Three-hour interactive telethon co-sponsored by the Everson Museum and WCNY-PBS.
«In earlier works, like Davis’ «Talk Out» in 1973–a live, phone-in, broadcast television performance work–in which viewers participated in the creation of a collaborative text by phoning into the artist who, live, and on camera, literally typed their responses to his text onto the screen in a continuous, superimposed text roll.» (Transcription of Lecture by David Ross)
«We went on at 11 P.M. and didn’t stop until 2:30 A.M. It was the first art telethon. Calls from everywhere . . . all over the country . . Some of the New York City callers seeing the same tapes we were playing on Sterling Manhattan Cable, public access channel. . . phones backed up all the time . . . getting some calls and statements printed out on character generator, the words floating across the bottom of the screen . . . radio stations plugging in, passing out the number to their listeners . . . very complex and dense layering of communication, live from start to finish.»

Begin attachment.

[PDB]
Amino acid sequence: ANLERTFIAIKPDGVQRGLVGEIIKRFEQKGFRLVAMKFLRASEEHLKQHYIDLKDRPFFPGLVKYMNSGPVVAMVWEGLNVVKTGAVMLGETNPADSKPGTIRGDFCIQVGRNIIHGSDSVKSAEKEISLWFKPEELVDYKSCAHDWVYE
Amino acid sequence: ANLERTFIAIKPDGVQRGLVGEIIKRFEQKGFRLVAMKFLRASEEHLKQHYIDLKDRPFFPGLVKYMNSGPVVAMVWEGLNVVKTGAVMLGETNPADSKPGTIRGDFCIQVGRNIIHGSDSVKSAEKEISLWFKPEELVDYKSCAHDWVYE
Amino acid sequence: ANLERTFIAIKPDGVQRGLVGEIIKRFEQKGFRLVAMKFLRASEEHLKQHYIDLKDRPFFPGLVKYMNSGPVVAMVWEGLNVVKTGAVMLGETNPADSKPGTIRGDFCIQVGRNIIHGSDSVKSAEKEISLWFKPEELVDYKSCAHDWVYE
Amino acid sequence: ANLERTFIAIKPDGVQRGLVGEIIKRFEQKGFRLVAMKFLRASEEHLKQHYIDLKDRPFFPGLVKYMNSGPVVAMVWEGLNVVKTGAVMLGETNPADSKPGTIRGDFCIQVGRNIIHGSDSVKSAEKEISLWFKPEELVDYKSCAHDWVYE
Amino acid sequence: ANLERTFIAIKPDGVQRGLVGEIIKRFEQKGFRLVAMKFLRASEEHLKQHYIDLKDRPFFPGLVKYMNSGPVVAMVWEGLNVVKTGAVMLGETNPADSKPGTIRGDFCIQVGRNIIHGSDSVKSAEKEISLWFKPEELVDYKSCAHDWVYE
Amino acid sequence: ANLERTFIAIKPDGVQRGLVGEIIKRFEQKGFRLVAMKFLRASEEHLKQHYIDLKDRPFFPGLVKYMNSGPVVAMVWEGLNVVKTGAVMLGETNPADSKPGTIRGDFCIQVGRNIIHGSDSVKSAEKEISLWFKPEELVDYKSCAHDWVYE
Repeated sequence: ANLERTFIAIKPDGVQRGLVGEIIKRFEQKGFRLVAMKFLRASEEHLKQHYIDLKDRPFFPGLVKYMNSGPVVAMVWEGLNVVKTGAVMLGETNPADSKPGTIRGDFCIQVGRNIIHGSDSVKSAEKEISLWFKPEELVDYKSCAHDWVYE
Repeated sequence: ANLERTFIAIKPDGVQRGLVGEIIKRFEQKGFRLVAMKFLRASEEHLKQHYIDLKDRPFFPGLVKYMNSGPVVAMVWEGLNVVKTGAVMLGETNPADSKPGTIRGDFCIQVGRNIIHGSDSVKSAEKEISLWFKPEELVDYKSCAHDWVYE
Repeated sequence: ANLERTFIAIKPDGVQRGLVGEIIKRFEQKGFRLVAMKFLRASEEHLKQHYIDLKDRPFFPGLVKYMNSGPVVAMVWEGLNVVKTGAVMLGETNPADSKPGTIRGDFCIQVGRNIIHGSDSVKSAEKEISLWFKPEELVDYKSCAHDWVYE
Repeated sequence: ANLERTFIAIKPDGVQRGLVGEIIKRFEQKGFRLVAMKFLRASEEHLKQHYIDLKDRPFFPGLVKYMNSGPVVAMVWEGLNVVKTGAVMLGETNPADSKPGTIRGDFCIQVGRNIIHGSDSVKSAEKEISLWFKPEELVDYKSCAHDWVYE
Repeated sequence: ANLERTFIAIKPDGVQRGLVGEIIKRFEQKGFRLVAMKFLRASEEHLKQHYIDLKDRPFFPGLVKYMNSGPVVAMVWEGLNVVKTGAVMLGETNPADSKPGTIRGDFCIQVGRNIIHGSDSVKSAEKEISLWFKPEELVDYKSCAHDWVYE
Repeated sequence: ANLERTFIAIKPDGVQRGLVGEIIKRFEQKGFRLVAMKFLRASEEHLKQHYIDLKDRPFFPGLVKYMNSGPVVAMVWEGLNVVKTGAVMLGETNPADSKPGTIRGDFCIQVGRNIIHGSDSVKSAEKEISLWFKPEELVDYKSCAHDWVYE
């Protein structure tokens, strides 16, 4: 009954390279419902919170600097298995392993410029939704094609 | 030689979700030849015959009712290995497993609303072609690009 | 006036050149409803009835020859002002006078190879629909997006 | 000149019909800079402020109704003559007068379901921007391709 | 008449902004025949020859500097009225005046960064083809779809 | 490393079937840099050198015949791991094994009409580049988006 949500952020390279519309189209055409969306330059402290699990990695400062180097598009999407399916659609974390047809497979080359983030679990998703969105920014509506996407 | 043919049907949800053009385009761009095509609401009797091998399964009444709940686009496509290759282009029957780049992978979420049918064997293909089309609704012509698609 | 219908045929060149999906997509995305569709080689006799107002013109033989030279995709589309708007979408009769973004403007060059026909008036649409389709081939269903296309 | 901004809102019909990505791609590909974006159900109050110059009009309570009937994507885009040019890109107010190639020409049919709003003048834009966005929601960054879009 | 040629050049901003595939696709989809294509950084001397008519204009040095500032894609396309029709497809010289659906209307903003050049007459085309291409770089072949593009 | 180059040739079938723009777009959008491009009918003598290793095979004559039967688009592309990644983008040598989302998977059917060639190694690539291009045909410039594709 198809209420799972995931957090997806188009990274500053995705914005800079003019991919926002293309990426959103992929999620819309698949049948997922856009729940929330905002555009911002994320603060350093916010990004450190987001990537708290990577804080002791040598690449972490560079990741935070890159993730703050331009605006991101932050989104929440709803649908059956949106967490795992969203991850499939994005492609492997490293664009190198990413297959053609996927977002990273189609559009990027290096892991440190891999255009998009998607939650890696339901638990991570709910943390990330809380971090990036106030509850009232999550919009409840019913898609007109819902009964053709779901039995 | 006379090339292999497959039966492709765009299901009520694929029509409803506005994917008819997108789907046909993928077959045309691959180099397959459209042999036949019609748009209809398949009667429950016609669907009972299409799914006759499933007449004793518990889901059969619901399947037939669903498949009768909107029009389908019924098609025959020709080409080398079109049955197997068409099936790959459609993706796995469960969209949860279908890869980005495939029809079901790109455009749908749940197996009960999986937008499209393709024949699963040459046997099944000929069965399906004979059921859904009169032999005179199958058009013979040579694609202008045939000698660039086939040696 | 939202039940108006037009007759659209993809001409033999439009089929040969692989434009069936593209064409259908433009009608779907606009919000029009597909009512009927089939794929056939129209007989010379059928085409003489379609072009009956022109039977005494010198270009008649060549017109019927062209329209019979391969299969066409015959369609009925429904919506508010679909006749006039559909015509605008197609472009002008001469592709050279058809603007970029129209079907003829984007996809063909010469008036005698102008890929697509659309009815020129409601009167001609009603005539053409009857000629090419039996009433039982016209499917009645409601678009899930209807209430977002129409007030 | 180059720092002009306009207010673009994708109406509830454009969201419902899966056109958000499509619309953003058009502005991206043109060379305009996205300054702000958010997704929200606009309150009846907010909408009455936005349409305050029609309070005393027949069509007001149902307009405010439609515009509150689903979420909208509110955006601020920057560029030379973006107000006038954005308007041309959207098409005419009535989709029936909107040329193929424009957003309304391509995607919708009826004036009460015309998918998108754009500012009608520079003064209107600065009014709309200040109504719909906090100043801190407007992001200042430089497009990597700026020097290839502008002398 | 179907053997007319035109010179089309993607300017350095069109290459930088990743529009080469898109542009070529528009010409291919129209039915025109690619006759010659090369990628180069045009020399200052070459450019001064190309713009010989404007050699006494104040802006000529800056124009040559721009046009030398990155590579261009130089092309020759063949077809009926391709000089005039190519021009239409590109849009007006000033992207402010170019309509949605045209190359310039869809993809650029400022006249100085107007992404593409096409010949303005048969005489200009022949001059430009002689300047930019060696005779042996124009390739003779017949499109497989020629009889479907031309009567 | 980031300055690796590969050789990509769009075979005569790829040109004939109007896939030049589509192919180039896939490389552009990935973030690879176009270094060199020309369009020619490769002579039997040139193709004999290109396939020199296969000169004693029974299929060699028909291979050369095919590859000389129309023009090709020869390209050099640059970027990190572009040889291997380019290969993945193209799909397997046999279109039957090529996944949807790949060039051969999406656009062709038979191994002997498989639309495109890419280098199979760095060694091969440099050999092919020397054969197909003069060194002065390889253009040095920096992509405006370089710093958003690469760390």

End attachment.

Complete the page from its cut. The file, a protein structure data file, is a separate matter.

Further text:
«It was an authentic dialogue . . . the callers, every one, bright and alert and on the point . . . the audience is better than the people who pretend it is stupid . . . diverse inputs . . . mind to city . . . better than Socratic dialogue . . . most of all immediate . . . at the end I played my last tape, Studies in Color Videotape II, very quiet and minimal in image, and we watched the responses come in, printed over the image, the last message coming from two kids, as Talk-Out! ended, saying: WE LIKE YOUR SHOW — WE ARE ELEVEN. Scott Byrid and Sam Jacopole.» (Douglas Davis, in: Radical Software)